Sarah Anne Lloyd | Curbed.com
It’s easy to balk at the cost of an apartment in Seattle. But can residents afford to pay? The Harvard Joint Center for Housing Studies’s State of the Nation’s Housing report, released each year, gives some sense of who can afford to live in the Seattle area—and who’s struggling.
The main takeaway: As of 2016 rates of cost-burden in the Seattle metropolitan area, which includes Tacoma and Bellevue, remain higher than national rates across all income levels. More than a third of all income levels below $75,000 struggle to pay rent; the highest rates of burden are, unsurprisingly, for households making under $15,000 a year, with 87.7 percent burdened in some way (i.e. paying more than 30 percent of income on rent) and 77.3 percent spending more than half their income on rent. But a high rate of burden extends to households making between $45,000 and $74,999 per year, with nearly 40 percent still struggling.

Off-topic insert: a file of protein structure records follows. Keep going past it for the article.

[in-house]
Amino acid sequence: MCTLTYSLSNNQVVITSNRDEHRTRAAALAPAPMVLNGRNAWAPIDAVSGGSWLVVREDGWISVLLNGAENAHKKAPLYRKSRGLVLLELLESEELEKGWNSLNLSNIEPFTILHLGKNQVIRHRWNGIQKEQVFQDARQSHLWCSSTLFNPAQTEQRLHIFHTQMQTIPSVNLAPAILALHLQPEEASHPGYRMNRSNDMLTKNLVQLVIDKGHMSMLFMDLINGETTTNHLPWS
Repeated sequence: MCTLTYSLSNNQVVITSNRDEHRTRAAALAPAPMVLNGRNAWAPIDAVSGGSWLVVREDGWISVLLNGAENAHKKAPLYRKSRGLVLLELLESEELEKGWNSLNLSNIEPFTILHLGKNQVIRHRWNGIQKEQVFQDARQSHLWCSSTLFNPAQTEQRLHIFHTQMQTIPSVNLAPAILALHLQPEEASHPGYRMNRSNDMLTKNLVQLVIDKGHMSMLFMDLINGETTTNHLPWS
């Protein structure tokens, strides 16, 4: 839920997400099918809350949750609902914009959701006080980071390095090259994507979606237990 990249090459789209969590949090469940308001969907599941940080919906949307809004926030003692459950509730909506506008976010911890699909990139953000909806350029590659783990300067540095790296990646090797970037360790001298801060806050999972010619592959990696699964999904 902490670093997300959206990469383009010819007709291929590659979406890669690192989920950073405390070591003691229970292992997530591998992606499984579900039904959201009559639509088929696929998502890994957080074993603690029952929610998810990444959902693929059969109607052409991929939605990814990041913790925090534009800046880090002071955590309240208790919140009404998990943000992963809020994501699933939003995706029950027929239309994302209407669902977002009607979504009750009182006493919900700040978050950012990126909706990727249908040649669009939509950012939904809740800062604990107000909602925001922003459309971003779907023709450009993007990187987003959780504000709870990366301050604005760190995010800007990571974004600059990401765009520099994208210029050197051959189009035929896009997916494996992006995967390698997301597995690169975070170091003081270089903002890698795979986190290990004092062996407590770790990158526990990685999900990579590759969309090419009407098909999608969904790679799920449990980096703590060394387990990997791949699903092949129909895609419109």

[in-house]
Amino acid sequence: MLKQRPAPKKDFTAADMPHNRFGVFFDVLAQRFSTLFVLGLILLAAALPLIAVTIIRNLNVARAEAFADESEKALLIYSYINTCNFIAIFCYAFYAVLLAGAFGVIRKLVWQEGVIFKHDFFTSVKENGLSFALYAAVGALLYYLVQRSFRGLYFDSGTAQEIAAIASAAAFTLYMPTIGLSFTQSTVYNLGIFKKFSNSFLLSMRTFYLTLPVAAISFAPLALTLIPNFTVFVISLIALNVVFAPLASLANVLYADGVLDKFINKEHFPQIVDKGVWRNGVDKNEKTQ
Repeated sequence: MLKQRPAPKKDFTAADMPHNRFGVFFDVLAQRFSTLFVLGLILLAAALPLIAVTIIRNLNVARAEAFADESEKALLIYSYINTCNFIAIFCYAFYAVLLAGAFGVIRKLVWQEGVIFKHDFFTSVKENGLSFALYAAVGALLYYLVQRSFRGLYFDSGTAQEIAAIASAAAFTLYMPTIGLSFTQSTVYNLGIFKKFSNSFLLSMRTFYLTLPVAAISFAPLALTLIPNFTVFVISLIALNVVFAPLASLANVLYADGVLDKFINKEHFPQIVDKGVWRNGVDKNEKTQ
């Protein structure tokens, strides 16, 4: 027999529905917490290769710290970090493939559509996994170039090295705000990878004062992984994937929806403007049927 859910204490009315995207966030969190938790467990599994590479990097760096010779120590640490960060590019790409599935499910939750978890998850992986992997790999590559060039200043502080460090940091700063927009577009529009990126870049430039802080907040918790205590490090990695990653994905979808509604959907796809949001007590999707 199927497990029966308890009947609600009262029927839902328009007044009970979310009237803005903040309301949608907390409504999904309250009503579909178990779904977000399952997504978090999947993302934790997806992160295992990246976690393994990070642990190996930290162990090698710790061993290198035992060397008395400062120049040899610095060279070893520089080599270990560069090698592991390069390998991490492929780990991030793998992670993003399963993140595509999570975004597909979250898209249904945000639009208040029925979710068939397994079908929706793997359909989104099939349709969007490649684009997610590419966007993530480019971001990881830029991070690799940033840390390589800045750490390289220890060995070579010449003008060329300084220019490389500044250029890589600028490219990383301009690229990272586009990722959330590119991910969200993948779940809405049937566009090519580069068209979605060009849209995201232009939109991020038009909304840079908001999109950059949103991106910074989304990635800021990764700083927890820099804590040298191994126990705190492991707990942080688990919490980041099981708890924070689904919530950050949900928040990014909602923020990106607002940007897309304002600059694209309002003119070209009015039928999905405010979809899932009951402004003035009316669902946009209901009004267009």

And ultimately, it’s renter households that are hit the hardest, with fewer pathways to homeownership for those who don’t already own a home. Nearly half of renter households, 45.9 percent, had some kind of cost burden—a slight increase from the previous year.
Of course, this data’s from 2016, before rent started to stabilize a bit, but also before the skyrocketing rent of 2017.
To read the rest of the article click here.